The "Net of Indra"

L.S.Cousins selwyn at NTLWORLD.COM
Fri Aug 18 17:46:48 UTC 2000

Dear Stephen,

>  > Not the Avatam.saka which is a Chinese collection of materials, not
>>  all of which has been proven to be of Indian origin.
>I am puzzled by this statement.  As you will know there is also a
>Tibetan translation by Vairocana-rak.sita of this text (collection of
>texts) which largely corresponds in content to the Chinese version but
>clearly is not translated from the Chinese (as in the case of one of
>the Nirvana / Lankavatara Sutras).   This would seem to indicate
>strongly that there was some Indic original for this corpus --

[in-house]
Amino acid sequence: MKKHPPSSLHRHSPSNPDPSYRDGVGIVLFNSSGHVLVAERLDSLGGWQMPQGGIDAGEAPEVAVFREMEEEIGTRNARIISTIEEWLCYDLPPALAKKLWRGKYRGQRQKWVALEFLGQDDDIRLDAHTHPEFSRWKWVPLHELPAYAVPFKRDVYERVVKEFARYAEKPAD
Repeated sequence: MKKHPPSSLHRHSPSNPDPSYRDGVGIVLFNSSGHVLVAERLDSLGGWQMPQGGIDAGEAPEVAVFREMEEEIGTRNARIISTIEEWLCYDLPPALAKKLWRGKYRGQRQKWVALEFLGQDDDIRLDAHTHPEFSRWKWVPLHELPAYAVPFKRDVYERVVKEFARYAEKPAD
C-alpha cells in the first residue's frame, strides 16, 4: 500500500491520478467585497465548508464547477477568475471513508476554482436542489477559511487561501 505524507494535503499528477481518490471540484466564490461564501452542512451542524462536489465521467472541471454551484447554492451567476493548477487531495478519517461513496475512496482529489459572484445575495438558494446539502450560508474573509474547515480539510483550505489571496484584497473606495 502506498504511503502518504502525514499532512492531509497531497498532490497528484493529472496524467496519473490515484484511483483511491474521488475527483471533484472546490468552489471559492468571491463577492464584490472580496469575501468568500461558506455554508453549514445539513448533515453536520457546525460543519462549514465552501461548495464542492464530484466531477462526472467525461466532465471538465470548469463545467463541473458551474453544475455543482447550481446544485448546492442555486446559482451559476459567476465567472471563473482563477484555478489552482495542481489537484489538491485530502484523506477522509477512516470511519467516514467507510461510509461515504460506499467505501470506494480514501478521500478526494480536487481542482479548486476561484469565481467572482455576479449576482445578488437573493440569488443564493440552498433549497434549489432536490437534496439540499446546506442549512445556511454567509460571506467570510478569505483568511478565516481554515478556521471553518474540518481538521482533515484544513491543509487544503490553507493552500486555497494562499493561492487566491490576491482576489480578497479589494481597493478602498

>possibly of Central Asian provenance.

All I said was 'not proven' !

It has often been suggested that the Avata.msaka collection was
created in Central Asia. In fact the collection includes at least two
very large texts of Sanskrit and presumably 'Indian' origin. But no
Indian source, as far as I know, refers to the collection. Some of
the smaller texts might have a lost Indian original. Some of them
could have been composed in Central Asia. Conceivably they could have
been written there in Sanskrit or in some other language. But none of
this seems very certain; so I simply said 'not proven to be of Indian

I do not know sufficient about the Tibetan version. I have seen you
mention this before, but I do not know why older scholarship did not
accept this. Assuming that it is not from one of the extant Chinese
versions (as I had earlier understood) how do we know that it is not
translated from a Central Asian or lost Chinese original ?

Lance Cousins

selwyn at

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